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Six sides of Hank Mobley

By Ed Hazell

NOVEMBER 2, 1998:  When you think of the great jazz tenor players, the ones with the big sounds -- John Coltrane, Coleman Hawkins, Sonny Rollins -- inevitably come to mind first. Hank Mobley (1930-1986) is rarely at the top of that list, and given his aesthetic, it's little wonder. As Mobley once told critic Leonard Feather, he aimed for "not a big sound, not a small sound, just a round sound."

The round sound of Hank Mobley is showcased beautifully in a new six-CD Mosaic box set, The Complete Blue Note Hank Mobley Fifties Sessions. Only two of the sessions have been reissued on CD before; two of the others were previously available in Japan only. The nine sessions, recorded between 1955 and 1958, cover the period from just after Mobley's departure from the original Jazz Messengers to just before his peak years in the early '60s, when he made his recorded masterpieces.

Back in the mid '50s, Mobley was one of the new tenors on the scene, along with John Coltrane (who though just four years younger wasn't nearly as mature as Mobley was in 1955), and Rollins (also born in 1930), to whom Mobley was often and unfairly compared. True, in Mobley's most robust moments, his lines have a shape and momentum similar to Rollins's. But Mobley's subtle sense of time and the harmonic richness of his solos were all his own. He rarely raised his voice the way Rollins did, and his intellectual ambitions weren't as grandiose as Coltrane's. He was the voice of soulful reason. His best solos, with their effortless execution and thorough craftsmanship, struck a hipster's golden mean, a subtle balance of rhythmic and harmonic elements combined with close attention to overall form and continuity. Every note was delivered in that understated yet expressive tone, with its burnished curves. It's these very signature virtues that explain why Mobley's reputation has been overshadowed by the more aggressive and flamboyant styles of his contemporaries.

A charter member of the Jazz Messengers, Mobley cut his best early sessions in the company of the other founders: pianist Horace Silver, bassist Doug Watkins, drummer Art Blakey, and trumpeter Kenny Dorham. The Silver-Watkins-Blakey team form a tight unit behind Mobley on his first session as a leader, The Hank Mobley Quartet, and they play together for the last time on record on a rock-solid session with trumpeter Art Farmer, The Hank Mobley Quintet. But the highlight of the Mosaic set, and one of the highlights of Mobley's Blue Note recording career, is Hank Mobley and His All Stars, an inspired date with the Messengers rhythm section and vibraphonist Milt Jackson. "Ultramarine," one of several superior Mobley originals heard throughout the box, features one of his most beautifully paced and perfectly realized solos, a funky and poignant statement whose climaxes are couched not in technical fireworks but in crystalline lyricism. Dorham, whose own subtle lyricism and dark, sculpted tone made him an ideal partner, joins Mobley for one of the set's more consistently inventive sessions, Curtain Call, which was previously available only in Japan.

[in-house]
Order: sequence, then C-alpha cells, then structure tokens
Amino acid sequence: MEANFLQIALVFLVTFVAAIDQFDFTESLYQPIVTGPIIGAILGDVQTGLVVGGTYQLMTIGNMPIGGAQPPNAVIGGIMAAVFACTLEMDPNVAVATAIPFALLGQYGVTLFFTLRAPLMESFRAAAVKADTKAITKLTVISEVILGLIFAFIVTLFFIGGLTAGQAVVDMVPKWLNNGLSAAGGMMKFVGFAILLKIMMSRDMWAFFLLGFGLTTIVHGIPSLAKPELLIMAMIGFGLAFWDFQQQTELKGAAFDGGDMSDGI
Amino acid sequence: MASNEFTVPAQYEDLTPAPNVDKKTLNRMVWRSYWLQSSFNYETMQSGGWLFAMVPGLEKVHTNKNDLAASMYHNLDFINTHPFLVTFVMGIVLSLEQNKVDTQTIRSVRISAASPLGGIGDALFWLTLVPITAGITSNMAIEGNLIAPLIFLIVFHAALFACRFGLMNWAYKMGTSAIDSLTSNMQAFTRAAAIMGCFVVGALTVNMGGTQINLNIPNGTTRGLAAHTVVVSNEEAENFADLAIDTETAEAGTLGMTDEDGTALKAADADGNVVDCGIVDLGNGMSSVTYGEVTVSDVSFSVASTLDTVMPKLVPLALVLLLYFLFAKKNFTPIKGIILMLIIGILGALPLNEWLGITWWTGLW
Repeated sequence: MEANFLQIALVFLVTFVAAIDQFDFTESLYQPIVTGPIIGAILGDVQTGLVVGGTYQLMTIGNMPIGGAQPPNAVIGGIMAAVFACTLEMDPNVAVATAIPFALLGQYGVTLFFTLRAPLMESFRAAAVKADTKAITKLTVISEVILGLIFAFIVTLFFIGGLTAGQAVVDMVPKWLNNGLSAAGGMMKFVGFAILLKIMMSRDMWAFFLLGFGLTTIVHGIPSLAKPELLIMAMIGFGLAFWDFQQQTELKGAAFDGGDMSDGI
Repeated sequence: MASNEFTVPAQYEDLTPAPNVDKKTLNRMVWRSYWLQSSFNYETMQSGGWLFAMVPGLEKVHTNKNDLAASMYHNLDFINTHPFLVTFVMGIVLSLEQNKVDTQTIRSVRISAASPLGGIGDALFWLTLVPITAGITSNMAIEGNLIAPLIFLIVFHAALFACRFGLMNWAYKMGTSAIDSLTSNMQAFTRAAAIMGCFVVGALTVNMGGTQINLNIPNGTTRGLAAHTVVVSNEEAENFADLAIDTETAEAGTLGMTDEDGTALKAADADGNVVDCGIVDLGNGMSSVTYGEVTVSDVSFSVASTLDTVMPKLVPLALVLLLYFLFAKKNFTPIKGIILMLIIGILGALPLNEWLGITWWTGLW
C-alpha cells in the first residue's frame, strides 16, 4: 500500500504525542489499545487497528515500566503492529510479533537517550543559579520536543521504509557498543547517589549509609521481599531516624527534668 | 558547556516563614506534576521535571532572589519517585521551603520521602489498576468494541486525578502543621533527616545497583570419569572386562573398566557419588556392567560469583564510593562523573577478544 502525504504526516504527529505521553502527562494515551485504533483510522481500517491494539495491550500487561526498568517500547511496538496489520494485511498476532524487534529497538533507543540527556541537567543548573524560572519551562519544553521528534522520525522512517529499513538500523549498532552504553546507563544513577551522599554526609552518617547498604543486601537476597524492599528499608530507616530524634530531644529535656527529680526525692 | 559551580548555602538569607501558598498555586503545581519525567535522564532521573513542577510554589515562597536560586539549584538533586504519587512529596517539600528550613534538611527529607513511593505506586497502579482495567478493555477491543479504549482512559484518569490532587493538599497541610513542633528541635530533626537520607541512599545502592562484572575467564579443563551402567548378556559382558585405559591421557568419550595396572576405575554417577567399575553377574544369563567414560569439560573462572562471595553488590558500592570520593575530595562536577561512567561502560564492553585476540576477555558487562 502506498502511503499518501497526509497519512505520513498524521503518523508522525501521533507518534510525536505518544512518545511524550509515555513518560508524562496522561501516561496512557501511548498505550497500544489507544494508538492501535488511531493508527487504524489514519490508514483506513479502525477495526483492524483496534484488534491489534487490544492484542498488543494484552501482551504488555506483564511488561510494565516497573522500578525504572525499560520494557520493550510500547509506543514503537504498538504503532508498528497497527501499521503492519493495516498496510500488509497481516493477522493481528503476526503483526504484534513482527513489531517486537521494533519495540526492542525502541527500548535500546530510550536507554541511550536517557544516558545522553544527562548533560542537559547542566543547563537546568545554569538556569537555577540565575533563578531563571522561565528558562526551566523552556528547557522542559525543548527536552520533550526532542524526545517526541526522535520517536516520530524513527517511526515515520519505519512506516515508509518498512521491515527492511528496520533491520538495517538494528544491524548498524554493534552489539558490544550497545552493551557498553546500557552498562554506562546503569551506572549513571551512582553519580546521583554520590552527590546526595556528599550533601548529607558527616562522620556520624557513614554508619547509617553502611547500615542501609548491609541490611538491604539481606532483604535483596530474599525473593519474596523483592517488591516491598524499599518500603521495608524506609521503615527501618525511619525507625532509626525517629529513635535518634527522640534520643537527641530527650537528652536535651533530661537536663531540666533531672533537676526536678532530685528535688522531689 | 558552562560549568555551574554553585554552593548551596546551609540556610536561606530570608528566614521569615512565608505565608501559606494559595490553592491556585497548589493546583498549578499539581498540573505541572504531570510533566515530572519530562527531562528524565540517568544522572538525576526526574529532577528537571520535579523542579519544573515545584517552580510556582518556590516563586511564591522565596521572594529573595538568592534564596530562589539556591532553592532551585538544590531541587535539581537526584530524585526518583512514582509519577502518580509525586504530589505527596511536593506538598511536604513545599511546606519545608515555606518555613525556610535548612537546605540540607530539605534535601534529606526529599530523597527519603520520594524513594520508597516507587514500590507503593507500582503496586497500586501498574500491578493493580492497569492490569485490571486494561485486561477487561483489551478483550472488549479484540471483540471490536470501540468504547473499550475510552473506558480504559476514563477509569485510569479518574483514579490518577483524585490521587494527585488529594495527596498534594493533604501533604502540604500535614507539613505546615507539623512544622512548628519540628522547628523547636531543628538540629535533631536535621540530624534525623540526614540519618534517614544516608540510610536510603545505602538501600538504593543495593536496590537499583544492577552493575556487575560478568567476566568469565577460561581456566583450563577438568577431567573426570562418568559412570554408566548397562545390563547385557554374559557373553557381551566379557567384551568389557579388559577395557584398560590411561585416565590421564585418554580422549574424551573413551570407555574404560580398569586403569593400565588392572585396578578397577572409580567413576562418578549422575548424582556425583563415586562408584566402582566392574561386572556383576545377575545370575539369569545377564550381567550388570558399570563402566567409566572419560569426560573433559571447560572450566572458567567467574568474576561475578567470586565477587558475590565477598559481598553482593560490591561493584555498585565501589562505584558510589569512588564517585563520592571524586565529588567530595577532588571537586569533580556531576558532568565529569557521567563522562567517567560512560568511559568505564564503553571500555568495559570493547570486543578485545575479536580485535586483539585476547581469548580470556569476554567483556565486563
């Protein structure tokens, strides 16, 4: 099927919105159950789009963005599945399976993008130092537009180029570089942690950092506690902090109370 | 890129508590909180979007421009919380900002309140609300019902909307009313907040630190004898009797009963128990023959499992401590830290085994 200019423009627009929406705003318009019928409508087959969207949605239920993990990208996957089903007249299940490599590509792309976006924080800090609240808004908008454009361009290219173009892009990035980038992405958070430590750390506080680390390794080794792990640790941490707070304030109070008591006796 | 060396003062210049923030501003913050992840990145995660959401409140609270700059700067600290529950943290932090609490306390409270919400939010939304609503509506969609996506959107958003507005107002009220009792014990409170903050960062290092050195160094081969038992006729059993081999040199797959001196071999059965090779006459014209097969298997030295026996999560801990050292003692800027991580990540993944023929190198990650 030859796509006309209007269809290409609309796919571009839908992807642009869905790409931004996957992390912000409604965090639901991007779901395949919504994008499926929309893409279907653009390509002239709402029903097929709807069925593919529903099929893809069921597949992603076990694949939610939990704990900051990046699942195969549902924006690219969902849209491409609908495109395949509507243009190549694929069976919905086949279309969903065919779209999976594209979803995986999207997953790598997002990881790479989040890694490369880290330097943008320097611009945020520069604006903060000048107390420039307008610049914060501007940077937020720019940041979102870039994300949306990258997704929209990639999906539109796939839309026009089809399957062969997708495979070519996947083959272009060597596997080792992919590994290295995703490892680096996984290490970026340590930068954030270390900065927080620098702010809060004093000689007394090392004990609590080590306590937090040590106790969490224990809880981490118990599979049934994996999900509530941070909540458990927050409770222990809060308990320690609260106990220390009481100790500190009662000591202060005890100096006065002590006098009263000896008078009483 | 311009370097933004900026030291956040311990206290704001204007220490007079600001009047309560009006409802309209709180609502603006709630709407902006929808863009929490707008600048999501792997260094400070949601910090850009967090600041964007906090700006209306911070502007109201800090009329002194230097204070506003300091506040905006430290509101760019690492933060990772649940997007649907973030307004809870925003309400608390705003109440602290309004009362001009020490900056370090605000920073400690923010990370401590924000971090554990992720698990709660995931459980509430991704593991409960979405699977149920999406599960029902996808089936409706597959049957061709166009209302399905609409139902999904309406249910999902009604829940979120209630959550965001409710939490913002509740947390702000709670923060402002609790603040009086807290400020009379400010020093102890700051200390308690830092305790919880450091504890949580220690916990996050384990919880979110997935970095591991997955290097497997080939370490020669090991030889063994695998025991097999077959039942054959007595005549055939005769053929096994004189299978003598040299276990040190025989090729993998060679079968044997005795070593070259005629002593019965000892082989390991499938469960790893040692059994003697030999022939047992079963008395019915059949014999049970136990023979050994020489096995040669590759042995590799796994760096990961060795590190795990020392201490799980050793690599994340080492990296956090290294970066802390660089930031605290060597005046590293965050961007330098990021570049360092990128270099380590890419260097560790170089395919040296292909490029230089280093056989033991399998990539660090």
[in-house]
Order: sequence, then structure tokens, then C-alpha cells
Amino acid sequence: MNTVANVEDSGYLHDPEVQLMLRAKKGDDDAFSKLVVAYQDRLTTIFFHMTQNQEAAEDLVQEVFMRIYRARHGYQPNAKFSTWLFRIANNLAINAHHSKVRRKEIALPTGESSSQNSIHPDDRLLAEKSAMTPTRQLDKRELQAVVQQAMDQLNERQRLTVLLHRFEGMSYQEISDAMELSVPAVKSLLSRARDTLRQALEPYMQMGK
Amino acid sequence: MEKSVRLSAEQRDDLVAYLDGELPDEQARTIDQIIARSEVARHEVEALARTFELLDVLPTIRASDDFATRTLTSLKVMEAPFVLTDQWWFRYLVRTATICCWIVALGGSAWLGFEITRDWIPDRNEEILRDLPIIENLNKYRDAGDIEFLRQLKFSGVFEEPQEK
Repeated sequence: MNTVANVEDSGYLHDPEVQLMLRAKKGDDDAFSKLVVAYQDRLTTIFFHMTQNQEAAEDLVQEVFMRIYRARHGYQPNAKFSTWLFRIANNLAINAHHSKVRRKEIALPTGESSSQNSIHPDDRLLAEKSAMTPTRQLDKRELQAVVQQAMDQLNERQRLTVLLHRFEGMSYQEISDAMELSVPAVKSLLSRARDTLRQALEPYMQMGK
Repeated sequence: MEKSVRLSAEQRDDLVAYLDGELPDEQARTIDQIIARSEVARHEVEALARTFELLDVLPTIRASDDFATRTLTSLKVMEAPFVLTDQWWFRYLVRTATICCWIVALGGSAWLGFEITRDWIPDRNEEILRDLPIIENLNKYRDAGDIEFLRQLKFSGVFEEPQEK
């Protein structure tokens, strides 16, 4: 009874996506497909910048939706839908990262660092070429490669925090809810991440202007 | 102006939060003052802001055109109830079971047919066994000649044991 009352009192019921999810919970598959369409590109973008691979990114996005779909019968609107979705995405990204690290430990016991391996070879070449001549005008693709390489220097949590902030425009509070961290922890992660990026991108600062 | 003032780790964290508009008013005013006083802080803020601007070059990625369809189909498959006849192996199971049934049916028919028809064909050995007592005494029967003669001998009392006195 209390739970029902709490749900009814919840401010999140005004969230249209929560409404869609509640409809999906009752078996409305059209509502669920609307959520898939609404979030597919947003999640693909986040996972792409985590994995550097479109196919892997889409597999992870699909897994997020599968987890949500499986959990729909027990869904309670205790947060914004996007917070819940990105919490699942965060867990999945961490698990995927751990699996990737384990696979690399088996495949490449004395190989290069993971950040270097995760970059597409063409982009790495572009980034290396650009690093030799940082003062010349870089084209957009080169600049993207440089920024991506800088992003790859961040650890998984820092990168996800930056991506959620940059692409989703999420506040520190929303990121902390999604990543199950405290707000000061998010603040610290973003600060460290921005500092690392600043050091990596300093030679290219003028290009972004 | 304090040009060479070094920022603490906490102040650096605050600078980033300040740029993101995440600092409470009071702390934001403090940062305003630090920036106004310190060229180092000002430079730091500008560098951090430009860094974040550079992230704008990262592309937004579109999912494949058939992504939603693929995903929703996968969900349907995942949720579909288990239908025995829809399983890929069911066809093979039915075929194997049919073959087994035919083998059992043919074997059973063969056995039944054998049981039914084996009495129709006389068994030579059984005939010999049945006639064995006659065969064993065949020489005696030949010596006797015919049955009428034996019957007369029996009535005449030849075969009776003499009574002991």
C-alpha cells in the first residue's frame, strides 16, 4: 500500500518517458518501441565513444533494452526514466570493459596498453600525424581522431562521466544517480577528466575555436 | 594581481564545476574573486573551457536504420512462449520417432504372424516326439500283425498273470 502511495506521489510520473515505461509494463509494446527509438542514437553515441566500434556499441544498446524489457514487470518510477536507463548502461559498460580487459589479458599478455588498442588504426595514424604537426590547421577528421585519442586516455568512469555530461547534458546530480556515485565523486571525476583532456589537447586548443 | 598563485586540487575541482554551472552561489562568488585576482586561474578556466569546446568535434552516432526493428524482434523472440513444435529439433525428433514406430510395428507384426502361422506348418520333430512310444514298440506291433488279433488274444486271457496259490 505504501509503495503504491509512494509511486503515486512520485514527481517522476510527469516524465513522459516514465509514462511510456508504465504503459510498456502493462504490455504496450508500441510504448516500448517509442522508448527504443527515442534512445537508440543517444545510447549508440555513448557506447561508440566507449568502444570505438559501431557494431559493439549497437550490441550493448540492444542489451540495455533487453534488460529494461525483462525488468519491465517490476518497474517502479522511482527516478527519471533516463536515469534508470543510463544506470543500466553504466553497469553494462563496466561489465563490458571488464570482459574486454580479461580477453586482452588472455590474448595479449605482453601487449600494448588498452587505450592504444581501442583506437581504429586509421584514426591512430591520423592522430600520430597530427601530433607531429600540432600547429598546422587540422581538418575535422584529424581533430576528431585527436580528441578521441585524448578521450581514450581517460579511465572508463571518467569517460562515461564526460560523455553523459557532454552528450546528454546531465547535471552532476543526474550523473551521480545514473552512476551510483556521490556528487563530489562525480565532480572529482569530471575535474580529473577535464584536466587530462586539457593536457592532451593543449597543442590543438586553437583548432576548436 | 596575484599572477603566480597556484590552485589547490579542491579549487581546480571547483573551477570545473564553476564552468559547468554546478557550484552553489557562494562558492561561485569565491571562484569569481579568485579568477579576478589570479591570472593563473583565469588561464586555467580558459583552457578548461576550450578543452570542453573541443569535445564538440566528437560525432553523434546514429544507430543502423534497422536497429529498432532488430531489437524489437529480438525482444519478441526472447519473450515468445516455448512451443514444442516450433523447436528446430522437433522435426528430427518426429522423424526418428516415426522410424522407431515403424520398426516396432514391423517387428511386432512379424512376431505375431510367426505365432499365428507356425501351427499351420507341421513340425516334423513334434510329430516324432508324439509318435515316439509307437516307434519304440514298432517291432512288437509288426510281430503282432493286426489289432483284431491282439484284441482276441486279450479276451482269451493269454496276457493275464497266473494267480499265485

Mobley is backed by blue-chip rhythm sections throughout, including some great piano from Sonny Clark. But he didn't always fare as well with other horn players. Trumpeter Bill Hardman's distinctive take on Clifford Brown and saxophonist Shafi Hadi's abrupt phrasing and aggressiveness make Hank Mobley the best of several three-horn sessions. A complacent performance from trumpeter Donald Byrd and slightly chaotic alto work from John Jenkins detracts from the overall quality of Hank, but Mobley turns in a solid performance and manages another flawless ballad performance on "Time After Time." Farmer returns with baritonist Pepper Adams for Poppin', a rather routine session never issued in the US before. Byrd and trumpeter Lee Morgan join Mobley for Hank Mobley Sextet, the least interesting of the material here.

A more confident and mature Morgan is on hand, along with pianist Wynton Kelly, for the final '50s session, Peckin' Time. Kelly's driving rhythms, dancing lines, and generally upbeat melodicism are an obvious inspiration to the saxophonist on tracks like "Speak Low" and the title tune. Kelly would be aboard for Mobley's coming glories of the next decade, but if you have Soul Station (1960), Roll Call (1960), Workout (1961), or even the slightly later No Room for Squares (1963), don't let that stop you from getting this collection. There were some pretty impressive heights in the foothills leading up to the tallest peaks.


The Complete Blue Note Hank Mobley Fifties Sessions is available by mail only. Write to Mosaic Records, 35 Melrose Place, Stamford, Connecticut 06902, or call (203) 327-7111.


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